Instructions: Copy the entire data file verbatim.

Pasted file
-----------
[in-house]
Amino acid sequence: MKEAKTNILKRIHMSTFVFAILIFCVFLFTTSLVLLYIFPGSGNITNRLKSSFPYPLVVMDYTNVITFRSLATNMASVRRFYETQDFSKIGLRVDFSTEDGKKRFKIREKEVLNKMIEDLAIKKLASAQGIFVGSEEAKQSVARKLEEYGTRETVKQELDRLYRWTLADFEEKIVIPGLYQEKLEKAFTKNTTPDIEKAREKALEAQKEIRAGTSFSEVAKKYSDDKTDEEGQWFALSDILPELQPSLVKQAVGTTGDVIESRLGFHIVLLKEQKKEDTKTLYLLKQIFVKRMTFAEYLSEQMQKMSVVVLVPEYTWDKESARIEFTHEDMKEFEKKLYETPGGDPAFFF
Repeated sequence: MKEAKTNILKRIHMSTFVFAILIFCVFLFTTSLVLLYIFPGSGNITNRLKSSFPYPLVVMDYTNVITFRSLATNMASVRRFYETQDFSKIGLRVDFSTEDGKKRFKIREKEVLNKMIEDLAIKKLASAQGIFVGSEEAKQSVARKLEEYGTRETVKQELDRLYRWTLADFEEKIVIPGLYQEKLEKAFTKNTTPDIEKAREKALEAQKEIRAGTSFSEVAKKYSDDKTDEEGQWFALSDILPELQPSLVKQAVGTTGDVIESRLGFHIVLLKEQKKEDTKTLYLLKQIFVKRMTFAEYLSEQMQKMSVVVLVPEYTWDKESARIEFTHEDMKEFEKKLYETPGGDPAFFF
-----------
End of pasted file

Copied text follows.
[in-house]
Amino acid sequence: MKEAKTNILKRIHMSTFVFAILIFCVFLFTTSLVLLYIFPGSGNITNRLKSSFPYPLVVMDYTNVITFRSLATNMASVRRFYETQDFSKIGLRVDFSTEDGKKRFKIREKEVLNKMIEDLAIKKLASAQGIFVGSEEAKQSVARKLEEYGTRETVKQELDRLYRWTLADFEEKIVIPGLYQEKLEKAFTKNTTPDIEKAREKALEAQKEIRAGTSFSEVAKKYSDDKTDEEGQWFALSDILPELQPSLVKQAVGTTGDVIESRLGFHIVLLKEQKKEDTKTLYLLKQIFVKRMTFAEYLSEQMQKMSVVVLVPEYTWDKESARIEFTHEDMKEFEKKLYETPGGDPAFFF
Repeated sequence: MKEAKTNILKRIHMSTFVFAILIFCVFLFTTSLVLLYIFPGSGNITNRLKSSFPYPLVVMDYTNVITFRSLATNMASVRRFYETQDFSKIGLRVDFSTEDGKKRFKIREKEVLNKMIEDLAIKKLASAQGIFVGSEEAKQSVARKLEEYGTRETVKQELDRLYRWTLADFEEKIVIPGLYQEKLEKAFTKNTTPDIEKAREKALEAQKEIRAGTSFSEVAKKYSDDKTDEEGQWFALSDILPELQPSLVKQAVGTTGDVIESRLGFHIVLLKEQKKEDTKTLYLLKQIFVKRMTFAEYLSEQMQKMSVVVLVPEYTWDKESARIEFTHEDMKEFEKKLYETPGGDPAFFF